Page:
So, that is the primary interest of the Tatmadaw. Positions of power and business interests are interests of individuals and groups within the Tatmadaw. As an institution, its main concern is the risk of secession.

As a former military official, I can say that such concerns prevailed in our time and continue to exist among the next generation of military officials. This fact must be understood. The military holds a key position in the potential amendment of the Constitution, because the Constitution can’t be amended without its “yes” vote.

If it can be guaranteed that every potential change does not lead to secession or break-up of the country, [the government] will be able to negotiate with the Tatmadaw to have the Constitution amended, I think.

However, the widely held view is that the Tatmadaw does not want constitutional reform because of personal and business interests. And admittedly, the Tatmadaw did make certain mistakes that led to such a view. But in the next five years, the NLD has to think about how long it can accept the Tatmadaw taking a leadership role in politics. And the Tatmadaw has to negotiate [with the NLD government] a list of priorities for constitutional reforms. This is just my view. I feel sad these two major forces are not willing to cooperate with one another. It is a disadvantage for our country.

Daw Aung San Suu Kyi is a crowd-puller and can attract international attention. The Tatmadaw has a good administrative and management system. If the political power and administrative power could be combined, it would create excellent prospects for our country. It could not be achieved over the past five years. There was no such issue under the U Thein Sein government. The previous government and the Tatmadaw worked together, and there was progress not only in the peace process but in other aspects as well. There was no such cooperation during the past five years. The NLD government doesn’t feel at ease in whatever it does. It is worried about how the Tatmadaw will respond. And when the Tatmadaw intervenes in some issues, people think it is doing so for its position of power and business interests, which mars its reputation. In the next five years, the two should engage in dialogue based on the Constitution. It won’t be practical to view national reconciliation simply as power sharing.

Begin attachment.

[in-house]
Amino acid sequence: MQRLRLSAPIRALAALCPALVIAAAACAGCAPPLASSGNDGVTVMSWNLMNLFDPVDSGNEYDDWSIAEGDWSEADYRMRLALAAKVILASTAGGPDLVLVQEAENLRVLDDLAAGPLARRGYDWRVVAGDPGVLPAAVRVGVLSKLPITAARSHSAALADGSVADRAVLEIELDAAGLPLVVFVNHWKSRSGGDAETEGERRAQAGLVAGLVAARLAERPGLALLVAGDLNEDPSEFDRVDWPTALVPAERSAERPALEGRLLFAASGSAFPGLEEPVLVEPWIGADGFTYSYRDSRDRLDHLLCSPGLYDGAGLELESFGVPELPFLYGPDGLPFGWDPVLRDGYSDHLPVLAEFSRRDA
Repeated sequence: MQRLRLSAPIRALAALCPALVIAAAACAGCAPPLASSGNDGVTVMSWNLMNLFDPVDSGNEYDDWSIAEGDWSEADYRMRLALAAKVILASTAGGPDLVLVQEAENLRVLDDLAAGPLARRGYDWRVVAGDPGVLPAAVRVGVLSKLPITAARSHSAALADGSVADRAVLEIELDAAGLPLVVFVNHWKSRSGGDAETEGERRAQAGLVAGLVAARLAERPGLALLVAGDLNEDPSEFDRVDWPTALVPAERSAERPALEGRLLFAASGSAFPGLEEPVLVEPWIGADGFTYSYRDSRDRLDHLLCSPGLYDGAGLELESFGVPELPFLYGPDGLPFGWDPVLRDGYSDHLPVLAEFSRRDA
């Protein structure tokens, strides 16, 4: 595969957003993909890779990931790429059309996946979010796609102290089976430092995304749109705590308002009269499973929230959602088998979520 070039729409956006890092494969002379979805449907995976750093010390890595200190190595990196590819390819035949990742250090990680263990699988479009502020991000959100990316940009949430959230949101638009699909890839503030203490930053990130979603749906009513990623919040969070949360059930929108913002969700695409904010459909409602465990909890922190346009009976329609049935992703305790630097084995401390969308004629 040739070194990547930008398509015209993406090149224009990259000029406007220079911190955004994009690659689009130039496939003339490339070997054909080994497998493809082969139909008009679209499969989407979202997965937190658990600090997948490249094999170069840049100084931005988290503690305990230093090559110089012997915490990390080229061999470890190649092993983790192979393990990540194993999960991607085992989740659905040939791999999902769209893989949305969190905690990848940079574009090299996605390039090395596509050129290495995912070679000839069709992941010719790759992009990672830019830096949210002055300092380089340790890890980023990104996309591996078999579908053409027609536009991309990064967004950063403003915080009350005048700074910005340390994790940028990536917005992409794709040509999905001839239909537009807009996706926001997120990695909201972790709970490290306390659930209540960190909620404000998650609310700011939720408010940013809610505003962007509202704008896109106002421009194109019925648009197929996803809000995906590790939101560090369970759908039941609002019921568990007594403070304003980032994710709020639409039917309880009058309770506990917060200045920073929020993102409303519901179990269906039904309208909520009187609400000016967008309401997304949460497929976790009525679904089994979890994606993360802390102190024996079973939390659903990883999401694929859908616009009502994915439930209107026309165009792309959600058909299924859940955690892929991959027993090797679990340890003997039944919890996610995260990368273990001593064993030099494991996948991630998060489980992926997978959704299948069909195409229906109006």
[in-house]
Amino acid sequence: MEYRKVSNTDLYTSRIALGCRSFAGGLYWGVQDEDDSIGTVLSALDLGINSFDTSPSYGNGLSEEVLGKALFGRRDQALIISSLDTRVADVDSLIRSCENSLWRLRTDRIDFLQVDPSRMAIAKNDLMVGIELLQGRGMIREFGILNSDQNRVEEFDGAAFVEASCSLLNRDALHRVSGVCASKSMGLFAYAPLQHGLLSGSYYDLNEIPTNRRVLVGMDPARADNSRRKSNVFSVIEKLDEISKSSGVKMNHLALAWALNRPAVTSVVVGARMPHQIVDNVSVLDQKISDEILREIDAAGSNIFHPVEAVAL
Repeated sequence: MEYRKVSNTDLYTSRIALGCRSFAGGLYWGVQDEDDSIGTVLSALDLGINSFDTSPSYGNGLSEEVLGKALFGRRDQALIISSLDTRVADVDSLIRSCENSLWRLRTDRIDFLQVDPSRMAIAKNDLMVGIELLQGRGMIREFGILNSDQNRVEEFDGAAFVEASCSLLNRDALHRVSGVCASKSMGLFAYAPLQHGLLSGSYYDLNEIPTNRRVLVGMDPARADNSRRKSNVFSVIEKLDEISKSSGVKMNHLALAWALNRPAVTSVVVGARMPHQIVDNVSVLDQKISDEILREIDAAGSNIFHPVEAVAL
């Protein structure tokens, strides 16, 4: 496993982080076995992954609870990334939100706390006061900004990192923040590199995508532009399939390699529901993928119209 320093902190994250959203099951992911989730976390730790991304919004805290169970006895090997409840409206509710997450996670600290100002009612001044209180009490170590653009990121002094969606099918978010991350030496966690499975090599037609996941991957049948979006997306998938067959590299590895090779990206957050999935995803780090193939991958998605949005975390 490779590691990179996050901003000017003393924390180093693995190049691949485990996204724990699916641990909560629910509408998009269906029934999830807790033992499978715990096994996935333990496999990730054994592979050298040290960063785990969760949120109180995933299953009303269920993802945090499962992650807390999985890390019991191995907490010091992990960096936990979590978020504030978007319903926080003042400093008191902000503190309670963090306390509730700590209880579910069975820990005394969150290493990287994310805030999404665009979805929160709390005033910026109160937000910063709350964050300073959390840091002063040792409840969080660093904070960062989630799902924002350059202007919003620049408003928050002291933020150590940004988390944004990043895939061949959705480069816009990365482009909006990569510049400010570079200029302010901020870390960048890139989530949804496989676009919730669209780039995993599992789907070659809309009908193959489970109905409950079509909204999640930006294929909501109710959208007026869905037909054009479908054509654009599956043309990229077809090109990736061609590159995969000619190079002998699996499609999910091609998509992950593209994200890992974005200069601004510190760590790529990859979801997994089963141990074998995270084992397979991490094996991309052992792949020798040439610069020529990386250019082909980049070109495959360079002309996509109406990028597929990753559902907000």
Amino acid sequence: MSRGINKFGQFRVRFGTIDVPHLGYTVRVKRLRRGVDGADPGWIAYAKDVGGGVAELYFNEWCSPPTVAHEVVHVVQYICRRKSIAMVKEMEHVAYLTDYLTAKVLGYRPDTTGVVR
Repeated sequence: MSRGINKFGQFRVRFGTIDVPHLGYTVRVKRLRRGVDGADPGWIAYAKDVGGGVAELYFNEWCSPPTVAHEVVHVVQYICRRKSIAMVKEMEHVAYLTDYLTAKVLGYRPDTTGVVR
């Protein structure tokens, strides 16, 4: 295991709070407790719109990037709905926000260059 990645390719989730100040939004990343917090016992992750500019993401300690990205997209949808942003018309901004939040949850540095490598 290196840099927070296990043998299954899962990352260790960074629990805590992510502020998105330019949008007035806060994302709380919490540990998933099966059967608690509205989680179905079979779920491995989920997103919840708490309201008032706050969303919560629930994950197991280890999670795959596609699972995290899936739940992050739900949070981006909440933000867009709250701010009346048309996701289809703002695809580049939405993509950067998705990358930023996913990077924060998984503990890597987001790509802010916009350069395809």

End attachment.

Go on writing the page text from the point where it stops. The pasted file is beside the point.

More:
YN: After the NLD’s repeated electoral victories, some democracy advocates are concerned that there will not be a credible political opposition. Yes, the Tatmadaw holds 25 percent of seats in the Parliament. But the remaining 75 percent is dominated by the NLD, and there are concerns that it has absolute decision-making power. Not only the opposition party, but also ethnic parties have begun to have such concerns. Though the NLD has said it would negotiate with ethnic parties to address ethnic issues, those parties still have concerns. Before the election, you suggested that opposition parties should form an alliance. Do you think there can be a strong opposition party that can compete shoulder to shoulder with the NLD in the future political landscape?

YH: To exercise checks and balances on the government and for the government to heed the voices of the minorities during the next five years depends on the broadmindedness of the NLD because it won more seats than it did in 2015.